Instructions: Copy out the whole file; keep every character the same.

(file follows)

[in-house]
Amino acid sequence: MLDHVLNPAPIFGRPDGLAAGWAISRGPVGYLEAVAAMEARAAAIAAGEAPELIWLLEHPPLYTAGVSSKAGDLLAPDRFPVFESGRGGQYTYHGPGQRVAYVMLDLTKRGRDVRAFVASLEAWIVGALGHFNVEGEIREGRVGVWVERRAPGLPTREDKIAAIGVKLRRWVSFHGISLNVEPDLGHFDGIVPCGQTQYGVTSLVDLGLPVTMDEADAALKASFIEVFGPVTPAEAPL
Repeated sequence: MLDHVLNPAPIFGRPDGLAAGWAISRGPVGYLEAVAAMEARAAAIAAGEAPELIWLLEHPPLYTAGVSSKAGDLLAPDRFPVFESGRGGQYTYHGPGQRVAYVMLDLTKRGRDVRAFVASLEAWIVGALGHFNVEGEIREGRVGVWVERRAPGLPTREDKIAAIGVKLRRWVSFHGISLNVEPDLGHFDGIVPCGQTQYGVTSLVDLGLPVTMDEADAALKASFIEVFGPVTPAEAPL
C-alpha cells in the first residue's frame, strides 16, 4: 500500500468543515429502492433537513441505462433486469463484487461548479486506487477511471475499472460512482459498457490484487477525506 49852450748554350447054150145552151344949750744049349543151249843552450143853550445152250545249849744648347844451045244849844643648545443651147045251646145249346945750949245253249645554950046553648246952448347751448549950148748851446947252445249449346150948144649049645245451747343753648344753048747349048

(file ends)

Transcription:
[in-house]
Amino acid sequence: MLDHVLNPAPIFGRPDGLAAGWAISRGPVGYLEAVAAMEARAAAIAAGEAPELIWLLEHPPLYTAGVSSKAGDLLAPDRFPVFESGRGGQYTYHGPGQRVAYVMLDLTKRGRDVRAFVASLEAWIVGALGHFNVEGEIREGRVGVWVERRAPGLPTREDKIAAIGVKLRRWVSFHGISLNVEPDLGHFDGIVPCGQTQYGVTSLVDLGLPVTMDEADAALKASFIEVFGPVTPAEAPL
Repeated sequence: MLDHVLNPAPIFGRPDGLAAGWAISRGPVGYLEAVAAMEARAAAIAAGEAPELIWLLEHPPLYTAGVSSKAGDLLAPDRFPVFESGRGGQYTYHGPGQRVAYVMLDLTKRGRDVRAFVASLEAWIVGALGHFNVEGEIREGRVGVWVERRAPGLPTREDKIAAIGVKLRRWVSFHGISLNVEPDLGHFDGIVPCGQTQYGVTSLVDLGLPVTMDEADAALKASFIEVFGPVTPAEAPL
C-alpha cells in the first residue's frame, strides 16, 4: 500500500468543515429502492433537513441505462433486469463484487461548479486506487477511471475499472460512482459498457490484487477525506 49852450748554350447054150145552151344949750744049349543151249843552450143853550445152250545249849744648347844451045244849844643648545443651147045251646145249346945750949245253249645554950046553648246952448347751448549950148748851446947252445249449346150948144649049645245451747343753648344753048747349048